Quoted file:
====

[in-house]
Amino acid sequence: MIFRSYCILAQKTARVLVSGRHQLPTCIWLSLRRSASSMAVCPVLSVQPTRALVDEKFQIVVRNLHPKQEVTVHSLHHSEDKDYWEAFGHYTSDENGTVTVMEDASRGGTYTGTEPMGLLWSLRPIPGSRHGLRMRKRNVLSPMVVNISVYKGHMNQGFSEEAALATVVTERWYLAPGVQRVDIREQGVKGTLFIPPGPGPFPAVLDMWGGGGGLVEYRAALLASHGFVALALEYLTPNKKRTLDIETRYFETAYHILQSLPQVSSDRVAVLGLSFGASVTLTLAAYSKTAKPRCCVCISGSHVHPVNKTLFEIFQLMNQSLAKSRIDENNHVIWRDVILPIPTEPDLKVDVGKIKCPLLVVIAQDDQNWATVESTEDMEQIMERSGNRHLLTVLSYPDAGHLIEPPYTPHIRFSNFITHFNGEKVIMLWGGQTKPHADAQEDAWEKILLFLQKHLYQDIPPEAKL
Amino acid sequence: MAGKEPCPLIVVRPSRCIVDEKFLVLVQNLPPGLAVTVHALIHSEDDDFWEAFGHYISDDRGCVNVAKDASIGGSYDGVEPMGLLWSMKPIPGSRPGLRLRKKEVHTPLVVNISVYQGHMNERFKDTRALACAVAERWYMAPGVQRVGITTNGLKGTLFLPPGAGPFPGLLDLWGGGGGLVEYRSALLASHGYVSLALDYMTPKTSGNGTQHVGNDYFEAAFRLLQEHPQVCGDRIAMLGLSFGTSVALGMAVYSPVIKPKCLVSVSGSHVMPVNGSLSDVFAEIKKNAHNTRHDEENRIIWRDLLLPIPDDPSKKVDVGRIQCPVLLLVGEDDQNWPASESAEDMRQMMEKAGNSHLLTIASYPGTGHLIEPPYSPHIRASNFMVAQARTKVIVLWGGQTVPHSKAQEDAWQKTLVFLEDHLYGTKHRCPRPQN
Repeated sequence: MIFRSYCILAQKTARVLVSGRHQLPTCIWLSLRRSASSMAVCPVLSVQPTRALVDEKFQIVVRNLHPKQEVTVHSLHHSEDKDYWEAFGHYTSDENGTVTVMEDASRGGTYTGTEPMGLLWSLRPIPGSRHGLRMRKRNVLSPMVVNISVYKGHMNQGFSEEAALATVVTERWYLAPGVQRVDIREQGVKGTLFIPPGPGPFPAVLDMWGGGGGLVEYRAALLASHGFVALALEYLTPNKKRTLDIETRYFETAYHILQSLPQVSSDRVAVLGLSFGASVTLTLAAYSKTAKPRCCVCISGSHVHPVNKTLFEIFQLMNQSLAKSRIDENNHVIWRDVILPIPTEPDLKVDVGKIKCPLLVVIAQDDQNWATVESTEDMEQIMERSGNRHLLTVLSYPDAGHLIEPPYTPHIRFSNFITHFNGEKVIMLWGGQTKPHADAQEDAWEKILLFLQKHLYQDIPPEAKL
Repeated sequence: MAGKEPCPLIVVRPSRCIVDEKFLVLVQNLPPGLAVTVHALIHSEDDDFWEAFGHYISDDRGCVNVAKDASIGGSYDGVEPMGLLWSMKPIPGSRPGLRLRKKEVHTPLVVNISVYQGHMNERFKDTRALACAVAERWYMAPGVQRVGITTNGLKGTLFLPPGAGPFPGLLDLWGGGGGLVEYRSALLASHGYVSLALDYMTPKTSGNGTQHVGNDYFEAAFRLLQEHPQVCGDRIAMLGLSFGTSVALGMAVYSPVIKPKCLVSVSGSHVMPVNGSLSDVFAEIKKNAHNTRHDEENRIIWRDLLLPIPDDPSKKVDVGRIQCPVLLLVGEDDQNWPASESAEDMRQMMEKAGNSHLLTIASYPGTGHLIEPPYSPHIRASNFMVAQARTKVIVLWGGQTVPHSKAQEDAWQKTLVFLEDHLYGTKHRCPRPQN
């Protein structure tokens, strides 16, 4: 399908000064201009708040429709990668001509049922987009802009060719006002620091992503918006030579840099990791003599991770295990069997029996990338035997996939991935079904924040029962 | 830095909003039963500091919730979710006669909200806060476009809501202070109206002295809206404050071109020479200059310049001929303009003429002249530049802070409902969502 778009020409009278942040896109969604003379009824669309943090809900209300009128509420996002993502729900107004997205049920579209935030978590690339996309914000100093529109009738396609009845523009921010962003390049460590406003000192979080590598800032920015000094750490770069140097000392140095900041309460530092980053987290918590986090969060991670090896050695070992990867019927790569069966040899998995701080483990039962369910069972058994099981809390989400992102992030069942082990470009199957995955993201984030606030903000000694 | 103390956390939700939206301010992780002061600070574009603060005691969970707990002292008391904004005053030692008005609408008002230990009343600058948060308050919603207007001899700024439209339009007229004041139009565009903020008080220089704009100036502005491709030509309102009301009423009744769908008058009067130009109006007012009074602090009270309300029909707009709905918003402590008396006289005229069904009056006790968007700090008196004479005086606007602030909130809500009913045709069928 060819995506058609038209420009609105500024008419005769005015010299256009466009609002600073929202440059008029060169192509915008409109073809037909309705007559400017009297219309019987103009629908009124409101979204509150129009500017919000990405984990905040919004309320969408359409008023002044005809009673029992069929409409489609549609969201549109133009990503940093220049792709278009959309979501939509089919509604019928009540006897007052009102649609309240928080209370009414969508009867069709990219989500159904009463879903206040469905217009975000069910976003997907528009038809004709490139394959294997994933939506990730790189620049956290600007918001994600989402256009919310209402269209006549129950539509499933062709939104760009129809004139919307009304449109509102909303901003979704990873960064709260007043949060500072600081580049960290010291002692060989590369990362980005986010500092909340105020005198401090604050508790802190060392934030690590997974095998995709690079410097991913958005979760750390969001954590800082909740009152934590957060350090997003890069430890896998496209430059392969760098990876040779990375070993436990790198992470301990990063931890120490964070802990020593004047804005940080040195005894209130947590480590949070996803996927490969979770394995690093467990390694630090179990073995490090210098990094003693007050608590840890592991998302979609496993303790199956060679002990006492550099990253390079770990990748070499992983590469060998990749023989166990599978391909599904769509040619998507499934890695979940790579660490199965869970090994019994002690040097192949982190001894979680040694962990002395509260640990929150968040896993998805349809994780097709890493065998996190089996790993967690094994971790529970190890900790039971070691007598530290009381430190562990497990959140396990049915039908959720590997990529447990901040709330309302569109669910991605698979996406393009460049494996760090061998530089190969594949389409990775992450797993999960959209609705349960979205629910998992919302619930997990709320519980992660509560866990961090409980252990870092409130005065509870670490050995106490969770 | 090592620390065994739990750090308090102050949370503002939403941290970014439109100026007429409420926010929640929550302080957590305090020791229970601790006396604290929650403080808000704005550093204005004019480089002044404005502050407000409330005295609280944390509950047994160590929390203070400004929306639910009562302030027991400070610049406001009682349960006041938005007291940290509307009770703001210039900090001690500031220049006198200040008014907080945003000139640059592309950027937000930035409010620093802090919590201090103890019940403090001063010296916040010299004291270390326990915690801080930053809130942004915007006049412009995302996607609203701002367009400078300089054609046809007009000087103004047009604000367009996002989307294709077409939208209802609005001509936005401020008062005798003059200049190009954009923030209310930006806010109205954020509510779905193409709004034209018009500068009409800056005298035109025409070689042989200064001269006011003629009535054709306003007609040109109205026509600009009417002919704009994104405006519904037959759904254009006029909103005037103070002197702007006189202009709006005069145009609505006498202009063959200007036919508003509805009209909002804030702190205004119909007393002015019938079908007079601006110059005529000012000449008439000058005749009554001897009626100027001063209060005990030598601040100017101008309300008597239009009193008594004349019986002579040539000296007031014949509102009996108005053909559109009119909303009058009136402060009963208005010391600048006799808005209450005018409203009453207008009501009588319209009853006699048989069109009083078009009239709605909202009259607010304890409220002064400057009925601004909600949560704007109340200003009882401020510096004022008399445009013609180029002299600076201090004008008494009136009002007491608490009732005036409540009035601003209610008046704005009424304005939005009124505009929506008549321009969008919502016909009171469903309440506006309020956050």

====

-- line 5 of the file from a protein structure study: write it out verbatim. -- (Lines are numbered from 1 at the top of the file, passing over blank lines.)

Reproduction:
Repeated sequence: MAGKEPCPLIVVRPSRCIVDEKFLVLVQNLPPGLAVTVHALIHSEDDDFWEAFGHYISDDRGCVNVAKDASIGGSYDGVEPMGLLWSMKPIPGSRPGLRLRKKEVHTPLVVNISVYQGHMNERFKDTRALACAVAERWYMAPGVQRVGITTNGLKGTLFLPPGAGPFPGLLDLWGGGGGLVEYRSALLASHGYVSLALDYMTPKTSGNGTQHVGNDYFEAAFRLLQEHPQVCGDRIAMLGLSFGTSVALGMAVYSPVIKPKCLVSVSGSHVMPVNGSLSDVFAEIKKNAHNTRHDEENRIIWRDLLLPIPDDPSKKVDVGRIQCPVLLLVGEDDQNWPASESAEDMRQMMEKAGNSHLLTIASYPGTGHLIEPPYSPHIRASNFMVAQARTKVIVLWGGQTVPHSKAQEDAWQKTLVFLEDHLYGTKHRCPRPQN